I was fortunate to have loving parents, who did the best they could. My father, especially, was always extremely supportive of his children’s needs and desires. I grew up in a generation when being an artist wasn’t the most popular middle-class thing. Parents wanted their kids to get viable professions, be able to support themselves—although of course being a girl meant that my parents expected me to marry and that a man would support me. But despite all this, both my parents deeply respected creative expression. So when I early on said I would be a writer, they encourage me and always showed me they were proud of me in this respect.
I was also fortunate in that my parents were quite liberal and open-minded. They were not leftists, but they certainly weren’t rightists, and as they aged they were influenced by my brother’s and my left views. They were not religious, which I think was very helpful. Their veiled anti-Semitism was a problem, and something we often fought about, but in general they were quite open and it was easier for them than it would have been for many other parents of their generation to accept the fact that two of their three children were quite avant garde in their views.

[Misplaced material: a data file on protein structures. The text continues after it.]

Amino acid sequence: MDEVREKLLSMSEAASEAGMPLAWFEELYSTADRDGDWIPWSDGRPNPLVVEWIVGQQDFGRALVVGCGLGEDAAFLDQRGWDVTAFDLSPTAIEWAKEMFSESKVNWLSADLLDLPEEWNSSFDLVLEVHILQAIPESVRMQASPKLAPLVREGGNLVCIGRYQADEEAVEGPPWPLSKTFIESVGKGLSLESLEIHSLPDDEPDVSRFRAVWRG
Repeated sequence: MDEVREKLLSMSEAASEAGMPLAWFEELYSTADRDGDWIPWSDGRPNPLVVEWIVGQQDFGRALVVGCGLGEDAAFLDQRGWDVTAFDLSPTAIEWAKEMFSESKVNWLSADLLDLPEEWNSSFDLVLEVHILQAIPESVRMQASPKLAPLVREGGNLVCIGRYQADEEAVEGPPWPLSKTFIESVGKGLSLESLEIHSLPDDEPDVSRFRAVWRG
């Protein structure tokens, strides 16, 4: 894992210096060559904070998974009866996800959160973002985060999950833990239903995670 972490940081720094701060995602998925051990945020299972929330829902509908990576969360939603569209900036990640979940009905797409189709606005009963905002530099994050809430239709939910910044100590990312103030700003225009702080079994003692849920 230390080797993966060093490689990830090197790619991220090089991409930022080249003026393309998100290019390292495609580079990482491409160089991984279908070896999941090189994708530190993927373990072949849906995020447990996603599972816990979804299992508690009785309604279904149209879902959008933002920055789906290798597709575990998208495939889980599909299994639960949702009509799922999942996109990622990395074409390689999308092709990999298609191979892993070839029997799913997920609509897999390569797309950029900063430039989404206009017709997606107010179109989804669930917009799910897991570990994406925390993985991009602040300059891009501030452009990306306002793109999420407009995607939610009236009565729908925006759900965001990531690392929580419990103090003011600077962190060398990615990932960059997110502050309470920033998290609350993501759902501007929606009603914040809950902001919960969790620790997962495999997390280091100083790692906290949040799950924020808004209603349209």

During the years in which I lived in Cuba and Nicaragua, two countries completely out of favor with the U.S. administrations of the times (and still!), my parents visited me in those places. They were curious and interested. As I’ve aged, and now that they are both long gone, I realize how unusual it is to have parents like mine, especially at the time.
Let’s talk about your poetic formation and influences.
Okay. Early on, I would say that I was influenced by the Beats. We were of about the same generation, and Allen Ginsberg’s “Howl” was very important to me when it was first published. It may have been the first poem that spoke powerfully to me. Like many in my generation, poetry had been taught to me by rote and without feeling or connection. My life was not exactly like Ginsberg’s, but the power of his poem resonated with me—mostly, perhaps, because the 1950s were such hypocritical years and that poem is a cry for recognition of the real.